Depression is a liar.
That’s one of the first lessons I learned with my very first therapist. It’s still, by its very nature, the hardest to remember.
But keeping depression in check by recognizing it for the lying liar it is can sometimes be the difference between sickness and health.
The worst lie depression can tell us is that we should hide. Depression says that no one wants to hear our troubles. That no one wants to hang with us because we’re just a bummer. That people will judge us if we share how much we’re suffering. They’ll think we’re weak.
The lie that we should hide is an especially dangerous one. Because often, the one thing that can help lift us out of the fog is encouragement from a loved one. Connection with someone who understands our suffering. Validation that we will not be abandoned because of our illness.
And anyone in our lives who deserves to be there will offer this if we only can find the strength to ask.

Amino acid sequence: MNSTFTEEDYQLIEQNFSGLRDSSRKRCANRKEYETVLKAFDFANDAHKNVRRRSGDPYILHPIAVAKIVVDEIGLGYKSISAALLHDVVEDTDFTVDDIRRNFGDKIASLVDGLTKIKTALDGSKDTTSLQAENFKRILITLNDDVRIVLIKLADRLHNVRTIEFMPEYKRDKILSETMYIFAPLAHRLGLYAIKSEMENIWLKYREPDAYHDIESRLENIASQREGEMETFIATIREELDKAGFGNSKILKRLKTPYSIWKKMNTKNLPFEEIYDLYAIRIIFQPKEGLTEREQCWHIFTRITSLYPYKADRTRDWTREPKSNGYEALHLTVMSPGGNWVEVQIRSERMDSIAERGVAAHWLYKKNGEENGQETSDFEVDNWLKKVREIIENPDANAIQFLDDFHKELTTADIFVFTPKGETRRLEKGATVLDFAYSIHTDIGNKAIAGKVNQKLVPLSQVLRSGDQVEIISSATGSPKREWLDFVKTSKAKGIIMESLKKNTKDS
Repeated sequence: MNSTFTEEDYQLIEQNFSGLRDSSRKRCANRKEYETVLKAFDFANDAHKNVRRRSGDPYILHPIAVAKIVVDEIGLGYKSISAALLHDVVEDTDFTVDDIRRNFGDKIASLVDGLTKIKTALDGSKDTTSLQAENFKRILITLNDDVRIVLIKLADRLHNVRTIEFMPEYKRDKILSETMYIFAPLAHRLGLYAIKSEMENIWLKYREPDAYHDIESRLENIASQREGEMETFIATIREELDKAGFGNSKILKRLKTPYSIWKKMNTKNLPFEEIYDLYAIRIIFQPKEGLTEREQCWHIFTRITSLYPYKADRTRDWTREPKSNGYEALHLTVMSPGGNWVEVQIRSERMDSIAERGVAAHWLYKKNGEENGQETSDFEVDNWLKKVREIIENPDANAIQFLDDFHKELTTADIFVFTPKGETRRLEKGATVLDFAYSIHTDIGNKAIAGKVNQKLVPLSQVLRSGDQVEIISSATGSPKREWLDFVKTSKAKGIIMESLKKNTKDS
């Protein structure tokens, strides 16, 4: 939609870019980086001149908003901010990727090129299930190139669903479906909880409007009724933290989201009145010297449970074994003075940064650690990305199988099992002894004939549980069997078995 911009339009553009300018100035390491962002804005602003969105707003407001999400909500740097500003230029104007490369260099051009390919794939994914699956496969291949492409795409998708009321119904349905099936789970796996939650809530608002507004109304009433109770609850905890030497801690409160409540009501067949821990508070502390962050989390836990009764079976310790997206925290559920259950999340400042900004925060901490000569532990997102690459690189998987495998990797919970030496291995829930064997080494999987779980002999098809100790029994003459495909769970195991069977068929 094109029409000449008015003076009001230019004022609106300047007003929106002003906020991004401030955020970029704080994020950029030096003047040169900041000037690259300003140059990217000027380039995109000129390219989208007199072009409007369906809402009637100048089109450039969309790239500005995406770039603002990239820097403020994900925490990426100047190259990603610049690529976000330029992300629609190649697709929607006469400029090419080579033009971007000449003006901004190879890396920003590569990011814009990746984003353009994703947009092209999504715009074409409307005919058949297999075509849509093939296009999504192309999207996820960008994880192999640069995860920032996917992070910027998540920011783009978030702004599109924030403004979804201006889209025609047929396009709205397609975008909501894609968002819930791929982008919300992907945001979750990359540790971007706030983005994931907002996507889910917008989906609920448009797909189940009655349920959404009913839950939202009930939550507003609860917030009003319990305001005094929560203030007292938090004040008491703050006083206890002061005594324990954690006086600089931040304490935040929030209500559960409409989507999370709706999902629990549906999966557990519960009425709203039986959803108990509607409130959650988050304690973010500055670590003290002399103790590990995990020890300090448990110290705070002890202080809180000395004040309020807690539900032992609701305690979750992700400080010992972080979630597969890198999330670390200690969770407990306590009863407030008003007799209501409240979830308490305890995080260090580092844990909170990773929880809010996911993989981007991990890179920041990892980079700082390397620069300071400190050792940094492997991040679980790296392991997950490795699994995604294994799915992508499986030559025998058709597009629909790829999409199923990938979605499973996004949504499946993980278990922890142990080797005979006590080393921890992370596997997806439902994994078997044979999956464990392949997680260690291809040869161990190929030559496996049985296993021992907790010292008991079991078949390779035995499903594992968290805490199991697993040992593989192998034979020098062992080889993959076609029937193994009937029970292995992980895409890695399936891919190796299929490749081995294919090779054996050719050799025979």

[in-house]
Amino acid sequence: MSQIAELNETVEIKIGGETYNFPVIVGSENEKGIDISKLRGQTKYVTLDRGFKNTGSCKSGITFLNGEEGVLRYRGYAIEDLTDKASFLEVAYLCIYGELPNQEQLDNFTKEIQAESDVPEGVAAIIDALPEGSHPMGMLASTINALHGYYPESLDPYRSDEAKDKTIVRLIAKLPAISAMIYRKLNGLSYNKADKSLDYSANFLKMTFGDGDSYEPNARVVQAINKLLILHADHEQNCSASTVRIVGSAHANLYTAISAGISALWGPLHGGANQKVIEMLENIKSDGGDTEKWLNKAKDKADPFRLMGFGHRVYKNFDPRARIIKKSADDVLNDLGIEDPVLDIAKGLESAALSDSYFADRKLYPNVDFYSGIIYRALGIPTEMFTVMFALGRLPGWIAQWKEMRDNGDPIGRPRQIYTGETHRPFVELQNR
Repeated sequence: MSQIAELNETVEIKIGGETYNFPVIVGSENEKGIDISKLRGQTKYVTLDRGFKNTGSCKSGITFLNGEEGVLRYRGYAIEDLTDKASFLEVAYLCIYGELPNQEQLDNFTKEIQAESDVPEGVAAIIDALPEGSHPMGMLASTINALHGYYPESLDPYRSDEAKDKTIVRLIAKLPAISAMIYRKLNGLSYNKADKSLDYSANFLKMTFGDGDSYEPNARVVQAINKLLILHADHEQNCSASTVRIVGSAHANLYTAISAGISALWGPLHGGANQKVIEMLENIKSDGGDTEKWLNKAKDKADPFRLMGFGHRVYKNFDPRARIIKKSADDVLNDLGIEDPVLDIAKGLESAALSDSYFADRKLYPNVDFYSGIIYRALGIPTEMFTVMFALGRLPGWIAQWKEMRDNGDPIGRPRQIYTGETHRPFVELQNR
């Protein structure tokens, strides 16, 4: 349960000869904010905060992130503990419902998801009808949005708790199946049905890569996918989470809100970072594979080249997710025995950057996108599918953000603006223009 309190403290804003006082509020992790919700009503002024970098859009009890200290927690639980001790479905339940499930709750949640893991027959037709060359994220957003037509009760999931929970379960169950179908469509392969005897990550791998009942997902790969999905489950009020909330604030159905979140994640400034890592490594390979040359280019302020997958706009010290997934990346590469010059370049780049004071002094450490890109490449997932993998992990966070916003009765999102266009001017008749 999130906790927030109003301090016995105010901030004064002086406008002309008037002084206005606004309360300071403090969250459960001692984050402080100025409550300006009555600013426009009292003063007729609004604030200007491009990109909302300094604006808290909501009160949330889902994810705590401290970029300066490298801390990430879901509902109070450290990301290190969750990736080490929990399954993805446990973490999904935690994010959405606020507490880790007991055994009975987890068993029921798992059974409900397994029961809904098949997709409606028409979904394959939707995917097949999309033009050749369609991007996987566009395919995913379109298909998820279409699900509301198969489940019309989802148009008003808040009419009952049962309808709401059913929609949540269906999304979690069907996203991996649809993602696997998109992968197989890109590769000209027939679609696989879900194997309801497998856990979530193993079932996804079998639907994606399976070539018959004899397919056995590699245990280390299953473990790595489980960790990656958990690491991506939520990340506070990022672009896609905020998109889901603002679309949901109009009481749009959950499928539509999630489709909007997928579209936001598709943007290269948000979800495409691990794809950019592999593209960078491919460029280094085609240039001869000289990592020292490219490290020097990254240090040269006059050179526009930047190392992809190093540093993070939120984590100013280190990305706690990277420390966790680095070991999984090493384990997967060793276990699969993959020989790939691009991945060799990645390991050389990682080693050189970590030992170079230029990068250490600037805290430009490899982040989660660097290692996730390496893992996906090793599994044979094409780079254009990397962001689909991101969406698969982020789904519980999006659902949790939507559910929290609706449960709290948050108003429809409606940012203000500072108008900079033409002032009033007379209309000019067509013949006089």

So if you are a person like me — a person who struggles with depression — I want you to remember something: People understand. People love you. People are not going to get sick of you complaining. (And for what it’s worth, I’m guessing you don’t complain nearly as often as you think you do.)
I have a list of people — a very short list, but a list nonetheless — who I know I can count on when I am having a hard time. Usually just a text will do it: “I am having a hard time today, and I need someone to know that.”
Their voices are louder than the lying liar in my head. If I can just bring myself to reach out, I know they will reach back. And my friends know I will be that person for them.
I don’t need to hide. They don’t need to hide. You don’t need to hide.